There he found adaptive optics, a technology developed by astronomers that improves what they see through their telescopes by correcting for distortions in the atmosphere. The human eye, like outer space, has similar defects that affect what individuals see looking out and what ophthalmologists see looking in.
Knowing that, Miller is creating a computer-driven retinal imaging camera. “We warp the mirror surface so it’s opposite in shape [from the eye] and the distorted wave front reflects on the mirror’s surface and takes out the distortion,” he says.
Miller began his work after graduating in 1988 with a physics degree. He earned his Ph.D. in optical physics from the University of Rochester while working at the university’s Institute of Optics. He was part of the team that developed the first retinal imaging camera in the mid-1990s and made the first observations of living cells at the back of the eye.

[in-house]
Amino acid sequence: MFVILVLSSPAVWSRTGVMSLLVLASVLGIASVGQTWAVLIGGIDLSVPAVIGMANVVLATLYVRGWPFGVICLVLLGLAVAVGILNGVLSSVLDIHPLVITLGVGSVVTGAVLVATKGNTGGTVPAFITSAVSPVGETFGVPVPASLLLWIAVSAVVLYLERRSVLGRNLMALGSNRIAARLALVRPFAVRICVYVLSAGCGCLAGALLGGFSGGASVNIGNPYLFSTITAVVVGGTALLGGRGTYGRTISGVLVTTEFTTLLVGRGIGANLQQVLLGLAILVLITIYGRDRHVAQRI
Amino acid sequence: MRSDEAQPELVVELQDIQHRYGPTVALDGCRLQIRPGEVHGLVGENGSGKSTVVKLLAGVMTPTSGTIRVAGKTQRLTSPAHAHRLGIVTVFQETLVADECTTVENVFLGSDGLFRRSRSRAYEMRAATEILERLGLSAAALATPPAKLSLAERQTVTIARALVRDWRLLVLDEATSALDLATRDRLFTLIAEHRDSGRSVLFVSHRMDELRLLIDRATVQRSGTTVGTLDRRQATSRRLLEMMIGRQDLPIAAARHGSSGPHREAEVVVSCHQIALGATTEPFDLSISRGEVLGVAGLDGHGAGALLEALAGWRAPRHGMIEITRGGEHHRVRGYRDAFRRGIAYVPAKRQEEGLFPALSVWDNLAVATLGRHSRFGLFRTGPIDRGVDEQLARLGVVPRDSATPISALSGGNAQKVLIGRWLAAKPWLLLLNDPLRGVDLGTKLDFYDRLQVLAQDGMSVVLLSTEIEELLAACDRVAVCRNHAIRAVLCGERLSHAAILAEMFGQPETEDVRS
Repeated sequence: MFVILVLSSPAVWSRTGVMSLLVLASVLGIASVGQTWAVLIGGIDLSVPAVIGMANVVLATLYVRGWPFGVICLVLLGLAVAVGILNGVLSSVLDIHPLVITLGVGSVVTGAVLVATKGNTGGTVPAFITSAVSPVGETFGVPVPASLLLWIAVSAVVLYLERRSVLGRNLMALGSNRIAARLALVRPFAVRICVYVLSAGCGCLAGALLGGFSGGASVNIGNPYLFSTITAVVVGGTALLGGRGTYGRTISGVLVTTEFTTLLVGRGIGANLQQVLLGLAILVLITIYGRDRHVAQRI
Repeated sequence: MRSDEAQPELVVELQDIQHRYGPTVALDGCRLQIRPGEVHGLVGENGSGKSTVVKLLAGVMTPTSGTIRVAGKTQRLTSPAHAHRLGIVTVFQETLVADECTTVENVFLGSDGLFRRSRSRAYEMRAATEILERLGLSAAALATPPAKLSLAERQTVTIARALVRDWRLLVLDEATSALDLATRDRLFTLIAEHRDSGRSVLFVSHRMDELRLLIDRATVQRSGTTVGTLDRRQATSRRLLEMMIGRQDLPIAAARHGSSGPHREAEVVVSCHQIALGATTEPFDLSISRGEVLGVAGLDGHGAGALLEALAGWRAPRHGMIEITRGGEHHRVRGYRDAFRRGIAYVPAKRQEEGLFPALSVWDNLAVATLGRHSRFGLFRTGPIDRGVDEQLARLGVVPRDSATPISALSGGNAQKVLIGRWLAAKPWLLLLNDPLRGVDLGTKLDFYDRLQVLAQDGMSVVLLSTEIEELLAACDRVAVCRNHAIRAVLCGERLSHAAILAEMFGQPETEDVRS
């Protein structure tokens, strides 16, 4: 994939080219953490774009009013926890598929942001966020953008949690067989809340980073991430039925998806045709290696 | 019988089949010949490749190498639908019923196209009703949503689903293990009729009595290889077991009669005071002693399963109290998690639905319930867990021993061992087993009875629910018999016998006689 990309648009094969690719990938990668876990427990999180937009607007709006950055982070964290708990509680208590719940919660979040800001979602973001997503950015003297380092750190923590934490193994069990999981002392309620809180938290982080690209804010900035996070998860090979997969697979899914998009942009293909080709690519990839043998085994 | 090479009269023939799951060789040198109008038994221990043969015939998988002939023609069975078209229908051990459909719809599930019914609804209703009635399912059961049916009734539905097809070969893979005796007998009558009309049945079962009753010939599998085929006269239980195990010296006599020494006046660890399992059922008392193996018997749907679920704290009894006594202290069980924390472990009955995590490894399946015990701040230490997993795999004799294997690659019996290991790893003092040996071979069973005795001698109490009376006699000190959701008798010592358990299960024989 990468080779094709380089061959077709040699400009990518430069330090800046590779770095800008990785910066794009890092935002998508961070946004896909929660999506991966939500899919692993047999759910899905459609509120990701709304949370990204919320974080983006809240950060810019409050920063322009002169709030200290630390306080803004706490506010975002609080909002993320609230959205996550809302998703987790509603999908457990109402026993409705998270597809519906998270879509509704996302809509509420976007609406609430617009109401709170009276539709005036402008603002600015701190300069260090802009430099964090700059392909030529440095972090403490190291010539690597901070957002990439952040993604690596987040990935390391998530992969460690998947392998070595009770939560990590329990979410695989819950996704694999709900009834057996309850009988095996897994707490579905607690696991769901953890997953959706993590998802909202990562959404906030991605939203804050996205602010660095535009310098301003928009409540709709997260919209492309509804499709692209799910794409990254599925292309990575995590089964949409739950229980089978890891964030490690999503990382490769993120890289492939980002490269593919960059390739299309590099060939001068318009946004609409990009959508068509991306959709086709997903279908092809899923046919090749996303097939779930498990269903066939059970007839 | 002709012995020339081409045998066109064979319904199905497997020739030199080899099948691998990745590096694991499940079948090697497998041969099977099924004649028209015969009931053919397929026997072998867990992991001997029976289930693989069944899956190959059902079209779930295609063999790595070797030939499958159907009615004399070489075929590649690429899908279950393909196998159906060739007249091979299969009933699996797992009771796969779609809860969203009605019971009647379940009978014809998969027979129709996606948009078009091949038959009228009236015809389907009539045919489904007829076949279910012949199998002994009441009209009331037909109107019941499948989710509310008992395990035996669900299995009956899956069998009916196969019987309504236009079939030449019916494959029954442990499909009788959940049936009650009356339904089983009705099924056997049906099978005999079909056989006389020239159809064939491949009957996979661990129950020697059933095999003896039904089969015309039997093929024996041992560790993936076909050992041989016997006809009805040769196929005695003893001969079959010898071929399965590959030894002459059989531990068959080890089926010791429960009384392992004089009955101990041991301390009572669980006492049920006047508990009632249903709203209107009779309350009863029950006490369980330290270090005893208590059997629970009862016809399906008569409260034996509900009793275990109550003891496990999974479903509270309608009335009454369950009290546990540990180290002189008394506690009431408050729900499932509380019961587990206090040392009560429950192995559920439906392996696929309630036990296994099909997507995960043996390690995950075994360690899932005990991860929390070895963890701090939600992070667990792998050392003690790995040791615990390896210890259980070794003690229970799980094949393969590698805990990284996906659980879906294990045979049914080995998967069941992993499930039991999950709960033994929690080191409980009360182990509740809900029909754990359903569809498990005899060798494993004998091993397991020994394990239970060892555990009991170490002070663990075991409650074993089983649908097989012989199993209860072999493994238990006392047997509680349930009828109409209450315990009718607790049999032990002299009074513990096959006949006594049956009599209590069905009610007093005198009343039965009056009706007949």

Now at the University of Indiana, Miller and his team have perfected their own version of the retinal camera—one of four in the world—and taken it to the next step: imaging. Seeing the retina clearly is one thing, but to image its individual layers increases the potential to prevent blinding diseases like glaucoma.
“The hope is to use that information at this microscopic level to assess the health of the eye or how well treatment is performing,” Miller says.
He’s working now to refine the camera, which costs about $200,000, to include a new technology with the capacity to photograph slices of the retina that are less than 10 microns thick. At that level of minutiae, the future looks very bright.